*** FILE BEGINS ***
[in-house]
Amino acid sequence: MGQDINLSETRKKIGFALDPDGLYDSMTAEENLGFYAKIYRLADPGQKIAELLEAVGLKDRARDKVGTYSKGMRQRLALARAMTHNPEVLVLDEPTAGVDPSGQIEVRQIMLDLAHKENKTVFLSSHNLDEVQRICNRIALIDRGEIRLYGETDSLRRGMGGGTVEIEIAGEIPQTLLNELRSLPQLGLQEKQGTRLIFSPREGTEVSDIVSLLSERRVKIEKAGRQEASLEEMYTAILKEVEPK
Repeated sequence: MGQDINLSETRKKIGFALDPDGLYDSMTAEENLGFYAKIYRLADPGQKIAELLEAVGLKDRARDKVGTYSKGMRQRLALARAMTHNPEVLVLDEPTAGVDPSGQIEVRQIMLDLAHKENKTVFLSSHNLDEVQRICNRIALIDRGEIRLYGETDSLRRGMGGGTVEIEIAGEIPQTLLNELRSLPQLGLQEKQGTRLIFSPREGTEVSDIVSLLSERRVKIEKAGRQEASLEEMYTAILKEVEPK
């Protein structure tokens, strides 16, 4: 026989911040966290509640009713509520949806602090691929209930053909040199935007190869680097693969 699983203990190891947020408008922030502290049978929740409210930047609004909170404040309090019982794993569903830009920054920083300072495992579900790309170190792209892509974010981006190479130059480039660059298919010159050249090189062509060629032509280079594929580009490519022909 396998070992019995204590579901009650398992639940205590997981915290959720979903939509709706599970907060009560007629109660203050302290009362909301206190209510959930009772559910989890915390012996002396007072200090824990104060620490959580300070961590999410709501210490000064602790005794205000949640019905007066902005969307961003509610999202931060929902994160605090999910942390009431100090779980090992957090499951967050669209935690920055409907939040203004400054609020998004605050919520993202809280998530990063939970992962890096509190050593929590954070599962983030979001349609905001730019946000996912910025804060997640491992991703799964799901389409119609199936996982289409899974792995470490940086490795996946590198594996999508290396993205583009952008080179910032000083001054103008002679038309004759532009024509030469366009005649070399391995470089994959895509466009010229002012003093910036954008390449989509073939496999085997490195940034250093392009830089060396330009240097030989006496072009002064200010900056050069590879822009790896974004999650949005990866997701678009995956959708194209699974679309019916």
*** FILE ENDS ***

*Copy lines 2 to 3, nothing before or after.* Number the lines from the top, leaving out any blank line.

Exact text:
Amino acid sequence: MGQDINLSETRKKIGFALDPDGLYDSMTAEENLGFYAKIYRLADPGQKIAELLEAVGLKDRARDKVGTYSKGMRQRLALARAMTHNPEVLVLDEPTAGVDPSGQIEVRQIMLDLAHKENKTVFLSSHNLDEVQRICNRIALIDRGEIRLYGETDSLRRGMGGGTVEIEIAGEIPQTLLNELRSLPQLGLQEKQGTRLIFSPREGTEVSDIVSLLSERRVKIEKAGRQEASLEEMYTAILKEVEPK
Repeated sequence: MGQDINLSETRKKIGFALDPDGLYDSMTAEENLGFYAKIYRLADPGQKIAELLEAVGLKDRARDKVGTYSKGMRQRLALARAMTHNPEVLVLDEPTAGVDPSGQIEVRQIMLDLAHKENKTVFLSSHNLDEVQRICNRIALIDRGEIRLYGETDSLRRGMGGGTVEIEIAGEIPQTLLNELRSLPQLGLQEKQGTRLIFSPREGTEVSDIVSLLSERRVKIEKAGRQEASLEEMYTAILKEVEPK